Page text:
Racist!

  6. It’s going to take a few more than 500 troops on the ground to handle this, of whatever nationality. Hopefully not Americans.

  7. “The missiles are flying. Hallelujah, Hallelujah!”

    1. The red flowers bursting down below are a sacrament.

  8. Obama is Buffalo soldiering up. Yippy kay yay cowboy!!! Take these savages out.

    Forward to Timbuktu!!!

  9. The lessens of Afghanistan and Iraq have been that there haven’t been any major attacks in the United States since intervening in Afghanistan and Iraq.

    The French apparently know this.

    1. French chefs also have a ridiculous notion of what constitutes great olive oil: Cloudy and bitter.

      Thank God the Italians, Spanish and Greeks know better.

      1. Amusing. Food is about the only thing the Italians, Spanish, and Greeks can afford these days. So they should be good at it.

    2. The underwear bomber (for example) failed because the US got involved in Afghanistan and Iraq?

      1. Possibly. All the smart ones flocked to Afghanistan and Iraq I guess.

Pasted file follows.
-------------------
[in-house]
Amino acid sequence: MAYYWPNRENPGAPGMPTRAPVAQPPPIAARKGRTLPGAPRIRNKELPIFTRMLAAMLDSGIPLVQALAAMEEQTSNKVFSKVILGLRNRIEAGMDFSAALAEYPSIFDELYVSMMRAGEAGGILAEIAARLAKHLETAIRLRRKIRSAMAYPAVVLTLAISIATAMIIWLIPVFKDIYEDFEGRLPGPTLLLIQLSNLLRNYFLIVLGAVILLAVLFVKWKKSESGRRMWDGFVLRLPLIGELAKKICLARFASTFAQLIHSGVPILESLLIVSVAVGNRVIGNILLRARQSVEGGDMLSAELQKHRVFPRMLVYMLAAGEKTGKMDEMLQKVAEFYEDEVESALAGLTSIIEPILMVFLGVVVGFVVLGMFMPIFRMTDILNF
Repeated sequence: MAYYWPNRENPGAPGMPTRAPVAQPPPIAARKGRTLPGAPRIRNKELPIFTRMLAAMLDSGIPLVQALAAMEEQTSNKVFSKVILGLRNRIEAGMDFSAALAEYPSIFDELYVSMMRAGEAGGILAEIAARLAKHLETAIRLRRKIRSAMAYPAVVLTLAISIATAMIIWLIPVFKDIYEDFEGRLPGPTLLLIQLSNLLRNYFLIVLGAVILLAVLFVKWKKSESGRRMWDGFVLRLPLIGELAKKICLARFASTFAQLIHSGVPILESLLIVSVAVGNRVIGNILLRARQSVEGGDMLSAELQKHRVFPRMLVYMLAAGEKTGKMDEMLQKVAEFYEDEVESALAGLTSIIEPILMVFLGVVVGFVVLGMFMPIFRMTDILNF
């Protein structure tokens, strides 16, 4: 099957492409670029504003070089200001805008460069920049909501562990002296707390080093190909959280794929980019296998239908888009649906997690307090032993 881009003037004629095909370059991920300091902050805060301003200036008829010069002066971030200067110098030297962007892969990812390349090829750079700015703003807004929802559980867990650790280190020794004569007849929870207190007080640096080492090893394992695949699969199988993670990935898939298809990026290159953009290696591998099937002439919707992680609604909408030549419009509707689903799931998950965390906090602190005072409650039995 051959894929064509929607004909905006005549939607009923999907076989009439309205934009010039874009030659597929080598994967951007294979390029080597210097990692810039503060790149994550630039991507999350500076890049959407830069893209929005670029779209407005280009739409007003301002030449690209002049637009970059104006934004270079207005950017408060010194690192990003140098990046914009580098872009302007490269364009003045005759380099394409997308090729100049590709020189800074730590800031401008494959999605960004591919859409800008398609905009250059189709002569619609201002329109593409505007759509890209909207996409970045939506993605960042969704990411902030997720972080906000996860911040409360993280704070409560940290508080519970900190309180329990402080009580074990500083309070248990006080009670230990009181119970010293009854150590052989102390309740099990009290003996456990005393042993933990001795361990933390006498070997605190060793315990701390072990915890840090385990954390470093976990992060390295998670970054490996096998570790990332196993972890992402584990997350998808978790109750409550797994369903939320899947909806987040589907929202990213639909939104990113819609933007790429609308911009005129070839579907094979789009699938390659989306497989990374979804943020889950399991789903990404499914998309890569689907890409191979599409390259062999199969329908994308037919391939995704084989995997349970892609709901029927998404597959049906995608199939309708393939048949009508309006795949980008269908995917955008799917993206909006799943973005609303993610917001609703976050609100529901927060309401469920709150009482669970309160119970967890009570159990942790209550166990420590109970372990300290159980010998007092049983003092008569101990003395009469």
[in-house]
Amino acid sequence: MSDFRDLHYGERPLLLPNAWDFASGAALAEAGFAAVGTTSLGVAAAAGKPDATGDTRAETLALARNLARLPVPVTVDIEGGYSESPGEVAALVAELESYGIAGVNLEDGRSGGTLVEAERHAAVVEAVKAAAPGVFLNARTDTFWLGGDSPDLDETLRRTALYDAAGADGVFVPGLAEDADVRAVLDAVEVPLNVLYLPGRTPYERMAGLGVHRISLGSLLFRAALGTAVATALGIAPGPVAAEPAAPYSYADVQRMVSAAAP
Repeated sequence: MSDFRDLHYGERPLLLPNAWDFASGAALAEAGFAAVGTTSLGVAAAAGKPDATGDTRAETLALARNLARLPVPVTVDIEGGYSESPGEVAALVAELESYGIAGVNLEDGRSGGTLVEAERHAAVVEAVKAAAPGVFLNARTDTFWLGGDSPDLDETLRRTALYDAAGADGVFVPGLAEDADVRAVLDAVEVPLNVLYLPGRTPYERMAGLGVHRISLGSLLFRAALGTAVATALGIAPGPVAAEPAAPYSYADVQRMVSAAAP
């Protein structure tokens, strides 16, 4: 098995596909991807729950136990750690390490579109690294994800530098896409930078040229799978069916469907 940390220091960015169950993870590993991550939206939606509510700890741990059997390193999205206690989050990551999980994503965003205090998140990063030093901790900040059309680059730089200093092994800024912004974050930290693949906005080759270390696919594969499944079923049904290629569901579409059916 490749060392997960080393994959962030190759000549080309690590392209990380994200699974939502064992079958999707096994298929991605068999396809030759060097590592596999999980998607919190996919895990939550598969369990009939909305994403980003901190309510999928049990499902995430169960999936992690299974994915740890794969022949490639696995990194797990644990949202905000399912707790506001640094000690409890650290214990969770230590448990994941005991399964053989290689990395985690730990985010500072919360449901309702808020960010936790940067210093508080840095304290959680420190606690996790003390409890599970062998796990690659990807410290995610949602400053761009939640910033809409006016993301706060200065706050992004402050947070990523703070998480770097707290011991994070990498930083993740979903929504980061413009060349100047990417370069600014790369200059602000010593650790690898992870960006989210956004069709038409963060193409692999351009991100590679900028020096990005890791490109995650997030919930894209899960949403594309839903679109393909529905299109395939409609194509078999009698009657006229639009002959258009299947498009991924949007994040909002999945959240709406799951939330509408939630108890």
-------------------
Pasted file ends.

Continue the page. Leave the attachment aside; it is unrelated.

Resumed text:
3. Uh, we had been intervening in Iraq since 1991, 10 years prior to 9/11.

      1. Really, we had been occupying Iraq since 1991 or were we just enforcing the no-fly zone?

        1. You said “intervening”. You said nothing about an occupation, douchebucket.

          1. I did because Feeney was talking post-9/11.

      2. … and BarryD I don’t think Matthew Feeney was talking about Iraq before 9/11 but after it.

        Context.

  10. I’m shocked France hasn’t surrendered yet.

  11. It’s obvioulsy Bush’s fault we are in another war.

  12. It’s amazing Reason didn’t give in to Islamist threats and not publish the Muhammad cartoons. Got to take such threats of violence seriously Reason. Be smart and just do what they say or face the blowback.

  13. So OK man who comes up with all that crazy stuff. Wow.

    http://www.AnonGettin.tk

  14. Why would they need to learn from Iraq and Afghanistan, which are far away, radically different culturally, and have completely different histories? Wouldn’t the experience the French gained in the [b]three dozen[/b] other times they’ve militarily intervened in Francophone sub-Saharan Africa in the last five decades be far, far more relevant?

  15. “The British government has sent two C17 cargo planes to assist French operations in Mali…”

    By God that will strike fear in the hearts of terrorists the world over. Not one, but TWO cargo planes. Those Brits will stop at nothing to defeat evil!